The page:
Understanding Parliament’s role in the property rights system addresses the
larger issue of why Britain was first to industrialize. Some scholars have emphasized Parliament’s role in restraining the Crown and its implications for the
security of property rights (North and Weingast 1989). Others have emphasized
the impact of Enlightenment ideas in eroding rent-seeking policies (Mokyr and
Nye 2007). Our analysis is unique because it shows how Parliament changed
property rights in an enlightened manner. Similar large-scale changes did not
occur on the European continent until the nineteenth and twentieth centuries,
following shocks to society such as the French and Russian revolutions.
2. Acts That Reorganized Rights to Land and Resources
This section describes estate, statutory authority, and enclosure acts and Parliament’s procedures for passing them. These three types of acts had a common
theme: they relaxed constraints on the use of land and resources. They did this
in varying ways. Some of these acts created new rights. Others altered or annulled
old rights. Some created new organizations, such as turnpike trusts. Others
disbanded existing organizations, including ancient entities such as village councils and manorial courts.
Property Rights and Parliament
2.1. Estate Acts
Estate acts enabled holders of property to take some action prohibited by the
rules under which they had inherited their land. Estate acts were necessary
because the inheritance system limited estate holders’ power over their property,
particularly the ability to sell or lease land. These restrictions adhered to the
wishes of the deceased (who bequeathed the property to their descendents) to
protect the interests of dependents and heirs and to preserve a family’s estate
for future generations (English and Saville 1983, pp. 19–21). This system of
inheritance, known as strict settlement, solidified during the seventeenth century
and prevailed until the nineteenth century. “Settlement” was a generic name for
a property transaction and for the documents created in its consummation. While
estimates vary, at the peak at least one-quarter and as much as three-fourths of
land in England was held through strict settlements (English and Saville 1983,
pp. 11–12, 30).
Three features of settlements generated a need for parliamentary involvement.
First, without an act of Parliament, holders of settled estates could change the
terms of the settlement only when their heirs came of age (reached the age of
21). Then the holder and the heir (typically father and son) could join forces
and amend the settlement via the process of common recovery. Limited life spans
meant that settlements could be changed only infrequently. A family might wait
decades (or generations) for an heir to come of age and for the holder and heir
to reach an agreement about restructuring the estate.
Second, settlements restricted the uses to which land could be put. Holders
of a settled estate (who were just life tenants) could grant neither leases lasting
beyond their lives nor leases from which they benefited at the expense of their
heirs (such as leases in which tenants paid lump sums up front in return for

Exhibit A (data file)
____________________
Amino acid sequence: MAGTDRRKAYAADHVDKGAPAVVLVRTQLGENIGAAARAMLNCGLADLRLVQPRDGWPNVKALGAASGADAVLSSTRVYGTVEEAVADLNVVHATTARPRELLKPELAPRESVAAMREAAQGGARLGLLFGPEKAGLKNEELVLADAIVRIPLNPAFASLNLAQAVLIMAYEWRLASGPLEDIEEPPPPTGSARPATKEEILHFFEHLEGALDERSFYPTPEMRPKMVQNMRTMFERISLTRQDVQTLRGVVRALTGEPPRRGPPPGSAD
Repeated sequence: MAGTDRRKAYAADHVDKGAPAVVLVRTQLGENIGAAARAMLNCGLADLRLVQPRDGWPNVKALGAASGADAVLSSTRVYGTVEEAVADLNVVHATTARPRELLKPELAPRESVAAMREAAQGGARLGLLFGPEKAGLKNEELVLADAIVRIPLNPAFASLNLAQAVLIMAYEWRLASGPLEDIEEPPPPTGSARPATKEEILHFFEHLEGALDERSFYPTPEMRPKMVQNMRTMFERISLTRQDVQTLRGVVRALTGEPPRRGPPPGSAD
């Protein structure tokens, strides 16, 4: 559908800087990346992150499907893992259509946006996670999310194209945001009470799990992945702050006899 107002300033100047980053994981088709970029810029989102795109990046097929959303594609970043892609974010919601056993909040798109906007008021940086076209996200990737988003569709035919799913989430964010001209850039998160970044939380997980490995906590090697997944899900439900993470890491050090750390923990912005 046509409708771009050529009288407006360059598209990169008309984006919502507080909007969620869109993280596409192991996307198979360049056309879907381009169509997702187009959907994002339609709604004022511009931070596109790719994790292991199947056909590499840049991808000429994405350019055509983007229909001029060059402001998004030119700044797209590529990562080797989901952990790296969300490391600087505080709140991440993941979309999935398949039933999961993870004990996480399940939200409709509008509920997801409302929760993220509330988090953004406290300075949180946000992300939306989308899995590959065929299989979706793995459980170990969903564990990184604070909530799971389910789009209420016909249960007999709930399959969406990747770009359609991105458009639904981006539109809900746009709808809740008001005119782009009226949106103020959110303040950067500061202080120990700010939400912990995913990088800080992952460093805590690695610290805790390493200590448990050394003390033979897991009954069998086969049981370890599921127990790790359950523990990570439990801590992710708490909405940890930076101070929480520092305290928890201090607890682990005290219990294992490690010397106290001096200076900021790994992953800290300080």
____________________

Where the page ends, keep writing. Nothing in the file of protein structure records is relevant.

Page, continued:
concessions). Holders could seldom sell, swap, or mortgage property under their
control. Holders could not alter property, even if they considered the alterations
to be an improvement, without risking legal suits. The removal of trees, hedges,
and buildings, the mining of minerals, quarries, and peat bogs, and the conversion of arable lands into pasture (or vice versa) could be considered waste,
since these actions converted permanent resources into current income. All those
who benefited from such actions could be liable for damages if dependents or
heirs claimed to be harmed. Courts allowed sales, exchanges, mortgages, improvements, and long-term leases only if the settlement contained specific clauses
authorizing such actions. Settlements written in the seventeenth and early eighteenth centuries seldom provided such powers, although as the eighteenth century progressed and as the law concerning settlements became increasingly sophisticated, settlements tended to provide broader powers.
Third, conducting transactions and enforcing contracts on settled land could
be costly, uncertain, and insecure. Settlements were long, complex documents,
often unpunctuated and repetitious. Interpreting settlements required experience,
skill, detailed knowledge of the document, and a large library of property laws,
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precedents, and legal texts estimated at 674 volumes in 1826 (English and Saville
1983, p. 18). Settlements were not part of the public record. Copies of the deeds
were usually held by the settlers, trustees, and lawyers. Settlements had to be
consulted before mortgages could be taken out, leases drawn up, or sales completed, because if the settlement did not specifically authorize a transaction, the
transaction could be voided. Ambiguities in settlements often deterred individuals from acting for fear that the transactions would be disputed (Bogart and
Richardson 2009).
Estate acts solved these problems. They facilitated the enforcement of contracts
by clarifying permissible transactions and the rights of pertinent parties. They
authorized actions previously prohibited by settlements, such as the mortgaging
of property, cutting of old-growth timber, and mining of ores and minerals.
They also authorized the sale and leasing of land, which was one of the most
significant economic effects of estate acts, since large tracts of English land were
exposed to market forces.
2.2. Statutory Authority Acts
Statutory authority acts fostered the construction, improvement, and maintenance of infrastructure and social services. They focused on particular topics.